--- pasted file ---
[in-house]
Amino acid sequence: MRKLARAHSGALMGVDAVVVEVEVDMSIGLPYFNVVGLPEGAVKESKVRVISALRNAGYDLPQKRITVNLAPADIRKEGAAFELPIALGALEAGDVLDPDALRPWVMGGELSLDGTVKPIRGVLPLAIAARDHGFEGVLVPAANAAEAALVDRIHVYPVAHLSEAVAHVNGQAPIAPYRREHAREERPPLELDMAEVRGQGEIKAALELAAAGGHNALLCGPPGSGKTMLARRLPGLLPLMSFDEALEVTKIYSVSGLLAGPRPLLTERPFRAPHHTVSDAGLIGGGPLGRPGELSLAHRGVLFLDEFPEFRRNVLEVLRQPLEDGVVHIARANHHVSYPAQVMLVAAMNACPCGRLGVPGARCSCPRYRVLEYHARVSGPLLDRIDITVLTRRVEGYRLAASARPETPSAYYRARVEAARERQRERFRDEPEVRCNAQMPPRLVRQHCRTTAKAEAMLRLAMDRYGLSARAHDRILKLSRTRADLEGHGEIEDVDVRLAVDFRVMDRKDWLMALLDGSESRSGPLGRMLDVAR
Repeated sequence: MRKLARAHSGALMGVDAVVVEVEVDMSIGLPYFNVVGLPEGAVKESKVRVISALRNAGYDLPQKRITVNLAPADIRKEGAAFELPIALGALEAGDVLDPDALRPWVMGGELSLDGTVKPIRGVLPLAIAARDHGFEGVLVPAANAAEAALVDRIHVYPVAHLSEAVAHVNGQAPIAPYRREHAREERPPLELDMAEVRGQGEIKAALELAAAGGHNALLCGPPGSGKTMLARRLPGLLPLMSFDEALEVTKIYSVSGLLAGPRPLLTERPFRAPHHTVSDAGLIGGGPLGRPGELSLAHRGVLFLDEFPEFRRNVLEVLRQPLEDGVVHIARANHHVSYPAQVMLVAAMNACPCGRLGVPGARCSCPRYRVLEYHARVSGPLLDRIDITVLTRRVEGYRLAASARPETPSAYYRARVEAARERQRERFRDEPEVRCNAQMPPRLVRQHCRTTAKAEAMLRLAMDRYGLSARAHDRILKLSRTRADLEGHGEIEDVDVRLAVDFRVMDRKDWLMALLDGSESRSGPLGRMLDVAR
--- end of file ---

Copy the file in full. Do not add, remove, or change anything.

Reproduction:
[in-house]
Amino acid sequence: MRKLARAHSGALMGVDAVVVEVEVDMSIGLPYFNVVGLPEGAVKESKVRVISALRNAGYDLPQKRITVNLAPADIRKEGAAFELPIALGALEAGDVLDPDALRPWVMGGELSLDGTVKPIRGVLPLAIAARDHGFEGVLVPAANAAEAALVDRIHVYPVAHLSEAVAHVNGQAPIAPYRREHAREERPPLELDMAEVRGQGEIKAALELAAAGGHNALLCGPPGSGKTMLARRLPGLLPLMSFDEALEVTKIYSVSGLLAGPRPLLTERPFRAPHHTVSDAGLIGGGPLGRPGELSLAHRGVLFLDEFPEFRRNVLEVLRQPLEDGVVHIARANHHVSYPAQVMLVAAMNACPCGRLGVPGARCSCPRYRVLEYHARVSGPLLDRIDITVLTRRVEGYRLAASARPETPSAYYRARVEAARERQRERFRDEPEVRCNAQMPPRLVRQHCRTTAKAEAMLRLAMDRYGLSARAHDRILKLSRTRADLEGHGEIEDVDVRLAVDFRVMDRKDWLMALLDGSESRSGPLGRMLDVAR
Repeated sequence: MRKLARAHSGALMGVDAVVVEVEVDMSIGLPYFNVVGLPEGAVKESKVRVISALRNAGYDLPQKRITVNLAPADIRKEGAAFELPIALGALEAGDVLDPDALRPWVMGGELSLDGTVKPIRGVLPLAIAARDHGFEGVLVPAANAAEAALVDRIHVYPVAHLSEAVAHVNGQAPIAPYRREHAREERPPLELDMAEVRGQGEIKAALELAAAGGHNALLCGPPGSGKTMLARRLPGLLPLMSFDEALEVTKIYSVSGLLAGPRPLLTERPFRAPHHTVSDAGLIGGGPLGRPGELSLAHRGVLFLDEFPEFRRNVLEVLRQPLEDGVVHIARANHHVSYPAQVMLVAAMNACPCGRLGVPGARCSCPRYRVLEYHARVSGPLLDRIDITVLTRRVEGYRLAASARPETPSAYYRARVEAARERQRERFRDEPEVRCNAQMPPRLVRQHCRTTAKAEAMLRLAMDRYGLSARAHDRILKLSRTRADLEGHGEIEDVDVRLAVDFRVMDRKDWLMALLDGSESRSGPLGRMLDVAR